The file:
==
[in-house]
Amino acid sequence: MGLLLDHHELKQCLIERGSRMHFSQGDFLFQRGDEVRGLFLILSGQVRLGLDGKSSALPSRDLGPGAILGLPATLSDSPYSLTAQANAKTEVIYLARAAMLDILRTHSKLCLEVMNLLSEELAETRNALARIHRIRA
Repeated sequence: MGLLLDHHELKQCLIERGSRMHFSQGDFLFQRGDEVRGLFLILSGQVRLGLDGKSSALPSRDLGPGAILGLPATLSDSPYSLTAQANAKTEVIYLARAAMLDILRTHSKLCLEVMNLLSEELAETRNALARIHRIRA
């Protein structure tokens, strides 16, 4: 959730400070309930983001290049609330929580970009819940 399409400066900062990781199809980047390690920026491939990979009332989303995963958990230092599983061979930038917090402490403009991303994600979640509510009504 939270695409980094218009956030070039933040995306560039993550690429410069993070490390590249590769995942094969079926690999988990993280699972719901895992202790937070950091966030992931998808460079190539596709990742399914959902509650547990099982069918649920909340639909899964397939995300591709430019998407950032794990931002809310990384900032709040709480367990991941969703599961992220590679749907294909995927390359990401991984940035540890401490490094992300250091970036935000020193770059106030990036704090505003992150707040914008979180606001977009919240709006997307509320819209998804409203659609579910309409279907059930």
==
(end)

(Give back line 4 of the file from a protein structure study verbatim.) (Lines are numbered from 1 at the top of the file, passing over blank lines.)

């Protein structure tokens, strides 16, 4: 959730400070309930983001290049609330929580970009819940 399409400066900062990781199809980047390690920026491939990979009332989303995963958990230092599983061979930038917090402490403009991303994600979640509510009504 939270695409980094218009956030070039933040995306560039993550690429410069993070490390590249590769995942094969079926690999988990993280699972719901895992202790937070950091966030992931998808460079190539596709990742399914959902509650547990099982069918649920909340639909899964397939995300591709430019998407950032794990931002809310990384900032709040709480367990991941969703599961992220590679749907294909995927390359990401991984940035540890401490490094992300250091970036935000020193770059106030990036704090505003992150707040914008979180606001977009919240709006997307509320819209998804409203659609579910309409279907059930």